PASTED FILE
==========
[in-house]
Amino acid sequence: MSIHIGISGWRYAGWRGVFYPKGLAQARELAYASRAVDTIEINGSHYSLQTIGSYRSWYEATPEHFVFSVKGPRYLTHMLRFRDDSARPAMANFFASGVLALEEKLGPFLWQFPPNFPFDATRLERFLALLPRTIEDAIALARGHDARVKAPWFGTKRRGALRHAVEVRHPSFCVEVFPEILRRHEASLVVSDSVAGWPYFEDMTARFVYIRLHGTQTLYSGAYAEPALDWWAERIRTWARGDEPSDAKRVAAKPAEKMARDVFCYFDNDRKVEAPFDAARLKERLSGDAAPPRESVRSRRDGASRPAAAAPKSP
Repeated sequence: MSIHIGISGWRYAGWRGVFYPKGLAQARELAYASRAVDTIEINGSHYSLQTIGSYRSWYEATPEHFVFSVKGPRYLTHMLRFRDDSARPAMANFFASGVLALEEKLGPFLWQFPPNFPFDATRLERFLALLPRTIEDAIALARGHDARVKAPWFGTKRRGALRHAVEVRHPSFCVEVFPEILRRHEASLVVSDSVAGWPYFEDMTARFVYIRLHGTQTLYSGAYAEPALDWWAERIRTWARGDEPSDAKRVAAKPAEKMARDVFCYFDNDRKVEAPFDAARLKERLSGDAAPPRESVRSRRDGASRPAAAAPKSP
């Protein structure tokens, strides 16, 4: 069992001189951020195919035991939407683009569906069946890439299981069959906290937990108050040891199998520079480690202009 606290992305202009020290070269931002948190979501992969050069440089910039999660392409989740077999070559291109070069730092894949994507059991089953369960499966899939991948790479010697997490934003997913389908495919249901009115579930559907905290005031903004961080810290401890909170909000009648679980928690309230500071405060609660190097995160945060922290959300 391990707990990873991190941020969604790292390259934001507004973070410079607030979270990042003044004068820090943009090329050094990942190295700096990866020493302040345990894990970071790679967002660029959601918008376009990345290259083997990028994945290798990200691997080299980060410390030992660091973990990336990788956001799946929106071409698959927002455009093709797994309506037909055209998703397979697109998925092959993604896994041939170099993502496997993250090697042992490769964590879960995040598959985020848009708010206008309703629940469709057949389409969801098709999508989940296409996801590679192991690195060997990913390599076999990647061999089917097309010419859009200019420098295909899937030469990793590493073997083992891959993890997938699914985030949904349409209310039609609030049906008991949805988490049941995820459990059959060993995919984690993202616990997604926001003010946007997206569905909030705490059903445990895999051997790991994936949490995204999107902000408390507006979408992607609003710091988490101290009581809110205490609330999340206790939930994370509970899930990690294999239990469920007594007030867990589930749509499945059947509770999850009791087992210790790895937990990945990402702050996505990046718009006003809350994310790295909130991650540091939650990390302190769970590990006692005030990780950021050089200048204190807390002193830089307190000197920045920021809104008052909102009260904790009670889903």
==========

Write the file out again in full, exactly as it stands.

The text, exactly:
[in-house]
Amino acid sequence: MSIHIGISGWRYAGWRGVFYPKGLAQARELAYASRAVDTIEINGSHYSLQTIGSYRSWYEATPEHFVFSVKGPRYLTHMLRFRDDSARPAMANFFASGVLALEEKLGPFLWQFPPNFPFDATRLERFLALLPRTIEDAIALARGHDARVKAPWFGTKRRGALRHAVEVRHPSFCVEVFPEILRRHEASLVVSDSVAGWPYFEDMTARFVYIRLHGTQTLYSGAYAEPALDWWAERIRTWARGDEPSDAKRVAAKPAEKMARDVFCYFDNDRKVEAPFDAARLKERLSGDAAPPRESVRSRRDGASRPAAAAPKSP
Repeated sequence: MSIHIGISGWRYAGWRGVFYPKGLAQARELAYASRAVDTIEINGSHYSLQTIGSYRSWYEATPEHFVFSVKGPRYLTHMLRFRDDSARPAMANFFASGVLALEEKLGPFLWQFPPNFPFDATRLERFLALLPRTIEDAIALARGHDARVKAPWFGTKRRGALRHAVEVRHPSFCVEVFPEILRRHEASLVVSDSVAGWPYFEDMTARFVYIRLHGTQTLYSGAYAEPALDWWAERIRTWARGDEPSDAKRVAAKPAEKMARDVFCYFDNDRKVEAPFDAARLKERLSGDAAPPRESVRSRRDGASRPAAAAPKSP
């Protein structure tokens, strides 16, 4: 069992001189951020195919035991939407683009569906069946890439299981069959906290937990108050040891199998520079480690202009 606290992305202009020290070269931002948190979501992969050069440089910039999660392409989740077999070559291109070069730092894949994507059991089953369960499966899939991948790479010697997490934003997913389908495919249901009115579930559907905290005031903004961080810290401890909170909000009648679980928690309230500071405060609660190097995160945060922290959300 391990707990990873991190941020969604790292390259934001507004973070410079607030979270990042003044004068820090943009090329050094990942190295700096990866020493302040345990894990970071790679967002660029959601918008376009990345290259083997990028994945290798990200691997080299980060410390030992660091973990990336990788956001799946929106071409698959927002455009093709797994309506037909055209998703397979697109998925092959993604896994041939170099993502496997993250090697042992490769964590879960995040598959985020848009708010206008309703629940469709057949389409969801098709999508989940296409996801590679192991690195060997990913390599076999990647061999089917097309010419859009200019420098295909899937030469990793590493073997083992891959993890997938699914985030949904349409209310039609609030049906008991949805988490049941995820459990059959060993995919984690993202616990997604926001003010946007997206569905909030705490059903445990895999051997790991994936949490995204999107902000408390507006979408992607609003710091988490101290009581809110205490609330999340206790939930994370509970899930990690294999239990469920007594007030867990589930749509499945059947509770999850009791087992210790790895937990990945990402702050996505990046718009006003809350994310790295909130991650540091939650990390302190769970590990006692005030990780950021050089200048204190807390002193830089307190000197920045920021809104008052909102009260904790009670889903």